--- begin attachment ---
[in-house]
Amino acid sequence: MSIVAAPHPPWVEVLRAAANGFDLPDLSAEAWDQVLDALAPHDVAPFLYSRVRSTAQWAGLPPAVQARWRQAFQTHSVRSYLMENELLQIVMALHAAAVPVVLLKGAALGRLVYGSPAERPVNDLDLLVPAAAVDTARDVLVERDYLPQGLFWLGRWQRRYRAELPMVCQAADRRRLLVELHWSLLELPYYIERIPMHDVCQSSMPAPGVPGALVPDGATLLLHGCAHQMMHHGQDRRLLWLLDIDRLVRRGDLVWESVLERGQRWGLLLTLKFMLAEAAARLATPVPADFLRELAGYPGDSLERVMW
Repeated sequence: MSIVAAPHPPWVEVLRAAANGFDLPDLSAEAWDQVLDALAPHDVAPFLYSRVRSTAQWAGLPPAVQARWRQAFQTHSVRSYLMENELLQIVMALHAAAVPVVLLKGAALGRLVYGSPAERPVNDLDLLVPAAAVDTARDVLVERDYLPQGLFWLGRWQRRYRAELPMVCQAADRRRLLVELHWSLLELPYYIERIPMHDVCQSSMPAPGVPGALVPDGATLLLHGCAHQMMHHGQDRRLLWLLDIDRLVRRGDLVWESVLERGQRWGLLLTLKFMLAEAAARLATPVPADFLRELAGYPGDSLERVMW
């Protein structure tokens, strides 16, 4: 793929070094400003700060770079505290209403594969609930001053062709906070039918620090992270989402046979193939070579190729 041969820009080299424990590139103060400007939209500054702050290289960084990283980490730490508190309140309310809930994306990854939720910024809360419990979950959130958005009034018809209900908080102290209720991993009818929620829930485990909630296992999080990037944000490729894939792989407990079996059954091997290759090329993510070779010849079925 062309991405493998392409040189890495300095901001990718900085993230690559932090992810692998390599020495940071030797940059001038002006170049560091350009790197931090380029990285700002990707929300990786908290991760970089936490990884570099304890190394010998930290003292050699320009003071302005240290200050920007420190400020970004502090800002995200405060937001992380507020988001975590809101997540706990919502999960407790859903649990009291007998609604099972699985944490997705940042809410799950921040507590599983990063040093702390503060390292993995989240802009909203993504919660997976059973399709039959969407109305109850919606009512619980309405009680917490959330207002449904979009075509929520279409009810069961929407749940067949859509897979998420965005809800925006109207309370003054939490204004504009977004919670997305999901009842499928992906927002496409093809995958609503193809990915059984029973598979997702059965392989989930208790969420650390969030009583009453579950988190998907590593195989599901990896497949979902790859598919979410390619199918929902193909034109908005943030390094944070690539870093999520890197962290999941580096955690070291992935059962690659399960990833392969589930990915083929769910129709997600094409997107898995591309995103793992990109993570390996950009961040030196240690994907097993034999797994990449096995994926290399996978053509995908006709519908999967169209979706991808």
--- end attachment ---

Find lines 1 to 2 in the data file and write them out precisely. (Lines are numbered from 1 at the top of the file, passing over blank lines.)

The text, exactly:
[in-house]
Amino acid sequence: MSIVAAPHPPWVEVLRAAANGFDLPDLSAEAWDQVLDALAPHDVAPFLYSRVRSTAQWAGLPPAVQARWRQAFQTHSVRSYLMENELLQIVMALHAAAVPVVLLKGAALGRLVYGSPAERPVNDLDLLVPAAAVDTARDVLVERDYLPQGLFWLGRWQRRYRAELPMVCQAADRRRLLVELHWSLLELPYYIERIPMHDVCQSSMPAPGVPGALVPDGATLLLHGCAHQMMHHGQDRRLLWLLDIDRLVRRGDLVWESVLERGQRWGLLLTLKFMLAEAAARLATPVPADFLRELAGYPGDSLERVMW